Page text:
A recap of last week’s workouts, how to choose the best half marathon training plan and how to know if you have the right plan or not!
Happy Monday!! I’m am seriously exhausted today. Maizey was up last night around 3:30 and I never really fell back asleep (even though Tommy took her outside while I stayed snuggled in bed). But I’m powering through trying to stay productive and am excited to see one of my best friends for dinner tonight, who is visiting from Durham.
Tommy and I had a pretty low-key weekend since we were in the mountains last week. I went up to Blowing Rock on Tuesday to teach a social media class for the Zap running group – it was so fun to see them again! They’re such a great group of people.
On Wednesday, I got a late start on my run, did a little work, and then Tommy and I had a date night once he got into town. On Thursday and Friday, I barely touched work so I ended up working on Saturday and Sunday once I was back in Winston-Salem. I’m so grateful for the flexibility in my schedule these days! I don’t think I’ll ever take it for granted after some seriously intense years with a Corporate America job + blogging + Beautycounter + a few other side hustles, cuz why not. 😉
Anyway! Here’s what’s last week’s workouts look like and some thoughts about how to choose the best half marathon training plan — and what plan I plan to use!
How I feel: I was really happy with last week’s workouts since hitting 50+ miles almost seemed effortless. Granted, running on my favorite trail in Blowing Rock always makes my run go by so quickly. And, not forcing paces allowed me to run longer than I could have if I was pushing my body harder.
My calf has definitely tightened up a bit since needling last week so I have another appointment on Wednesday, but I can tell my knee is doing a LOT better even after one appointment. (My tight calf is pulling on my knee, causing range of motion issues.)
I’m also feeling like my running mojo is coming back. I had the itch this morning for some speed work so I’m planning to look at a few half marathon training plans this week. Strava is a go-to and I’ve also wanted to do a half marathon plan out of this book, so I’ll evaluate both and likely come up with my own plan.
I’m also working on writing a half marathon training plan for Tommy since he is planning to run the Mistletoe Half Marathon, his second half! (The AF Canyon Run was his first ever! He used a training plan from the race website.)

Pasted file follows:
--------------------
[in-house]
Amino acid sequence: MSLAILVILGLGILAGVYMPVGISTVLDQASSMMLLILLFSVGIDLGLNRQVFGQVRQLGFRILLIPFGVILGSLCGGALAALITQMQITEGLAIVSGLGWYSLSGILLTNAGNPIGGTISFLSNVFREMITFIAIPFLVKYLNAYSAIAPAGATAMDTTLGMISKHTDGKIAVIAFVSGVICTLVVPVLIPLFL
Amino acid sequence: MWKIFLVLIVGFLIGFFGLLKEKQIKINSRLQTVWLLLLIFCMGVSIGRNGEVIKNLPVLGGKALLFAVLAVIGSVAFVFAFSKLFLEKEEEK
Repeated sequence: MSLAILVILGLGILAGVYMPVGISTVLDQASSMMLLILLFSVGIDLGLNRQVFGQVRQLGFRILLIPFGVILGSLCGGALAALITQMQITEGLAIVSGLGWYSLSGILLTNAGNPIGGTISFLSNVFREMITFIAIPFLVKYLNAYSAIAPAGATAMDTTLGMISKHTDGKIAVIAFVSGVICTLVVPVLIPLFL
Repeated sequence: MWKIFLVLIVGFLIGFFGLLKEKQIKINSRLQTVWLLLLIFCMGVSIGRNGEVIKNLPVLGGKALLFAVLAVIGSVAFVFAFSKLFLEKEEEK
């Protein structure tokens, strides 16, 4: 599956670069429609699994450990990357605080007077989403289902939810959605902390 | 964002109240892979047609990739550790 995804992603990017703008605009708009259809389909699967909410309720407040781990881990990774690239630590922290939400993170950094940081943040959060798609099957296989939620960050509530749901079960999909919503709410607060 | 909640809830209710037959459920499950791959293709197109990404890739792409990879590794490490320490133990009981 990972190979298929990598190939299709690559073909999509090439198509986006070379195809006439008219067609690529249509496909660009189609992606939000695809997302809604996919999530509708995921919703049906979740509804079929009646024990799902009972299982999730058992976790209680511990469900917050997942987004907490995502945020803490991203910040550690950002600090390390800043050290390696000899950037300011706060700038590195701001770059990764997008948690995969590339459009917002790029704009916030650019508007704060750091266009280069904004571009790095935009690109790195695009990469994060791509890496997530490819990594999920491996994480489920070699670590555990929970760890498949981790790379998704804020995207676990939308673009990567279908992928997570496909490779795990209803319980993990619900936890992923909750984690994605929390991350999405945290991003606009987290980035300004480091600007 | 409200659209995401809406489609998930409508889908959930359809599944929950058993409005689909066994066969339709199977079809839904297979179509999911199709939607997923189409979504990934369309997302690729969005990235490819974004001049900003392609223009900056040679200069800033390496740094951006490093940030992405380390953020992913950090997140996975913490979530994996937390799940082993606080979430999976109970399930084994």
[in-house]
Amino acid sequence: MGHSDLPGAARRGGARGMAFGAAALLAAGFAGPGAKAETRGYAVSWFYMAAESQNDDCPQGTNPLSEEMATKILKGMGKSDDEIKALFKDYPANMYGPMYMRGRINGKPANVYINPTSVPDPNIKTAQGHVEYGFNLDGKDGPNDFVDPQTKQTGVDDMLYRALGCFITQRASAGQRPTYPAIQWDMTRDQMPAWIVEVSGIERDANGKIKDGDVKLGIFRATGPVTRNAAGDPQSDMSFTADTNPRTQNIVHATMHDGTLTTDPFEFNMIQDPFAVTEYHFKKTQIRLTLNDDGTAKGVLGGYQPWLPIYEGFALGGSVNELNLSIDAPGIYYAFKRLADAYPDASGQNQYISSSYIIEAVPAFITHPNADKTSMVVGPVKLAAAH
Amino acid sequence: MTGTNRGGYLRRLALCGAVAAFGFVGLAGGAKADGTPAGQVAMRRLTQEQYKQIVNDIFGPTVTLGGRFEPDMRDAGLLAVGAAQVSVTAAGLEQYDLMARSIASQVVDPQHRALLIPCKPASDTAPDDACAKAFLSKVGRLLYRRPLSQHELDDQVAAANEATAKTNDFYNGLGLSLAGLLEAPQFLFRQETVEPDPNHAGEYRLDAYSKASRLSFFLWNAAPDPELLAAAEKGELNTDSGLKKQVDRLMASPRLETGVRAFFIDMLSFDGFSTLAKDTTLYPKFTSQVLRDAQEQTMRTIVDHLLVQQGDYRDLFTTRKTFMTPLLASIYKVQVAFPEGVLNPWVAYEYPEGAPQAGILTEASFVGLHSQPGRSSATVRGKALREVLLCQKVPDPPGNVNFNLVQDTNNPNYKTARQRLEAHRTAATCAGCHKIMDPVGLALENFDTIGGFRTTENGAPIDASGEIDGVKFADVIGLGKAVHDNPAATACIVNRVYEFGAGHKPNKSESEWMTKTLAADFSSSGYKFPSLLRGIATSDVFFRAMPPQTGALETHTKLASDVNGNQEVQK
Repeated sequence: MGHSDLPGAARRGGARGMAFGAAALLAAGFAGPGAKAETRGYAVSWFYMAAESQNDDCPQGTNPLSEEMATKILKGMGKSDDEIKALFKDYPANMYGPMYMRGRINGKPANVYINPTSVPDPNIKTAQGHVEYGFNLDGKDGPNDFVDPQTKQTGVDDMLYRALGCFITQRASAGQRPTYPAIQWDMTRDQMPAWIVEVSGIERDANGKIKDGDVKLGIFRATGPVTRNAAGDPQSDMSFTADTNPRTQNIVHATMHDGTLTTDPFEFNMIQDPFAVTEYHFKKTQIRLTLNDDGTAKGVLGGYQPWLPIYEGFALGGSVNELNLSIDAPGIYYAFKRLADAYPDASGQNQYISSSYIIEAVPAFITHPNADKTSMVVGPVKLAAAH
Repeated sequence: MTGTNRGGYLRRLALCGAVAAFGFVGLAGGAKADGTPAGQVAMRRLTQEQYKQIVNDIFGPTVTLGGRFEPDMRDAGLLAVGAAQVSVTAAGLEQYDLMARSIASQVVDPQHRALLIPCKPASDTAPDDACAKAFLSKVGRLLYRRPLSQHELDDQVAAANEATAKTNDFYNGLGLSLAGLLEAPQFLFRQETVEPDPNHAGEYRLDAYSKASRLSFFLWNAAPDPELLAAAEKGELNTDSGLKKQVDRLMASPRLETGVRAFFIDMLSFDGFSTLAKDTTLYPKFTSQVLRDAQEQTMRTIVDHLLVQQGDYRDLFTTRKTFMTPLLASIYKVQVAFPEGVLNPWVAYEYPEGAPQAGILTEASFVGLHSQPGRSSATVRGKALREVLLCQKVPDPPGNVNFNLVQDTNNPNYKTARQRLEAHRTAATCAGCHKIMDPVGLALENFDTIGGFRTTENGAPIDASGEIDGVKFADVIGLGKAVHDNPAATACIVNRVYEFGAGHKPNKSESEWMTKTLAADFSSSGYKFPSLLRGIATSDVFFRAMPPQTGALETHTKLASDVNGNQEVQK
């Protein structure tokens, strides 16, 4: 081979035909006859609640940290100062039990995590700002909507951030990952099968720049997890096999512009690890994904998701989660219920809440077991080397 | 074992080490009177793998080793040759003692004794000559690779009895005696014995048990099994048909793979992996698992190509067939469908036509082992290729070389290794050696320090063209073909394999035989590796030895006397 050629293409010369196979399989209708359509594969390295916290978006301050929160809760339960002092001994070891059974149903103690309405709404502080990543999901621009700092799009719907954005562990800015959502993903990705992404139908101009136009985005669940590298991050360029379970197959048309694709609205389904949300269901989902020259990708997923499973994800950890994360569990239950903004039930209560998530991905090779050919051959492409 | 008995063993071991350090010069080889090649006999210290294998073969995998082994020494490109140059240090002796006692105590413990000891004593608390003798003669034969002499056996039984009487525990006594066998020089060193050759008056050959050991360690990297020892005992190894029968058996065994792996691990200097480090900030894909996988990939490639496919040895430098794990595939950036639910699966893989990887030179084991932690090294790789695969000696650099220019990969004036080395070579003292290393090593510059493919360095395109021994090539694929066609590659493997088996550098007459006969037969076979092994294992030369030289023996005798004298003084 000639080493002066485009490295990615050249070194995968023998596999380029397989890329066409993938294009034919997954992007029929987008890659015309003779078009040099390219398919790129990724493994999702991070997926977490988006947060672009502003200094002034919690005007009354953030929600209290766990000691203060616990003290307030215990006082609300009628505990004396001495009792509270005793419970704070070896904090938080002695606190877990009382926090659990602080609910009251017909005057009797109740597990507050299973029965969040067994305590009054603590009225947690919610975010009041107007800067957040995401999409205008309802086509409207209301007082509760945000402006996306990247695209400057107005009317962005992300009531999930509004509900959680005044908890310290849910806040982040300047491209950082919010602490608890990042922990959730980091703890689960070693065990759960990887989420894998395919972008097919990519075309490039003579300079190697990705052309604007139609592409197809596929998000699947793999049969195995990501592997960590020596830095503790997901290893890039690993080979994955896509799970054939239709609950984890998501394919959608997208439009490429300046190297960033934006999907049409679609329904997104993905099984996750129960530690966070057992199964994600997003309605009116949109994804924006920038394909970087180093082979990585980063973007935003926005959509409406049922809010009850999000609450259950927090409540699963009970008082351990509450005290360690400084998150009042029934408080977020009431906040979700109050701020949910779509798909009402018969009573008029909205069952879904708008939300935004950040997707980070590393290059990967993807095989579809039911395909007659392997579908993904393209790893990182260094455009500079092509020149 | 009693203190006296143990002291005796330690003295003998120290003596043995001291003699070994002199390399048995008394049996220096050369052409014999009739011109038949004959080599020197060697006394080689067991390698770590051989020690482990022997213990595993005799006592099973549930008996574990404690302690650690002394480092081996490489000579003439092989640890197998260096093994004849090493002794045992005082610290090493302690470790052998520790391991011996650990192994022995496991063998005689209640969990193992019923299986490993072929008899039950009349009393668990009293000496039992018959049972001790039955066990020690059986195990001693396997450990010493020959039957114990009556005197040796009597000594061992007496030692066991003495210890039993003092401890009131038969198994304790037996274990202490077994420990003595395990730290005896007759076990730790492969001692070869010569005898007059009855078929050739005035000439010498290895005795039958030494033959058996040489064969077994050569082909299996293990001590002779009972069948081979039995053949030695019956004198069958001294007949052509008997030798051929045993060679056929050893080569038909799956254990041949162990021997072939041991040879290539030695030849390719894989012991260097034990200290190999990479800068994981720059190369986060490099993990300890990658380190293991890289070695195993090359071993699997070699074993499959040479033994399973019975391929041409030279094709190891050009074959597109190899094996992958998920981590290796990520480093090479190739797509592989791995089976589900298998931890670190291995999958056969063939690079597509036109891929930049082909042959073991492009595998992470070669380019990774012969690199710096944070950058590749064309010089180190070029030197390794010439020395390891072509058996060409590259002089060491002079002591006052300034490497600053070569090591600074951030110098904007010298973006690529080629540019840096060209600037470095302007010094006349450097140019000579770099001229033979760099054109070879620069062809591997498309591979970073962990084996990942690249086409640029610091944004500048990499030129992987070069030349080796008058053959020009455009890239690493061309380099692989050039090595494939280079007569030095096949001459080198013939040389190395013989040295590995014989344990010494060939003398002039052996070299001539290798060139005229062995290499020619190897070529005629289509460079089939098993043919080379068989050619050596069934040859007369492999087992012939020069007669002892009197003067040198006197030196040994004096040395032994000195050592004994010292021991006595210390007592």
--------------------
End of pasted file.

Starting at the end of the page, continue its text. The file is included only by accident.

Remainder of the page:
I don’t think there is one best training plan but rather there are so many options and you need to choose what’s right for you and where you are in your fitness level. When choosing a half marathon plan, look at your previous training and how it went.
If the plan felt impossible, it’s a good indicator you need an easier plan or to repeat the plan. If it felt too easy, you never felt pushed, or you hit all your workouts, look for a more intermediate/advanced plan. That may have more overall weekly mileage, more intense workouts, increased frequency of workouts or both. The right plan will challenge you — you shouldn’t be able to do it all perfectly and easily! But, it shouldn’t leave you feeling incredibly discouraged if you can’t even come close to completing what’s written.
I used Strava training plans for over five years before I really felt like I wanted a bigger challenge with more weekly miles and more variety of workouts. That’s when I used the Advanced Marathoning plan and then eventually hired a coach and used him for three races. So, don’t feel like you always have to be searching for the next best half marathon training plan. It’s perfectly fine to repeat plans!
But what if you’ve never used a training plan before? Take a look at your weekly mileage and how long you’ve been running (days, weeks, months, years). Whatever plan you choose shouldn’t start too far off where your current running mileage is. If it feels completely out of reach (e.g. you run 10 miles a week and the plan starts at 40 miles a week), it’s not the right plan.
For brand new runners, search for beginner half marathon training plans. Hal Higdon has some good ones. If you’ve been running for a least a few years without big gaps in training, search for intermediate half marathon training plans or consider hiring a coach.
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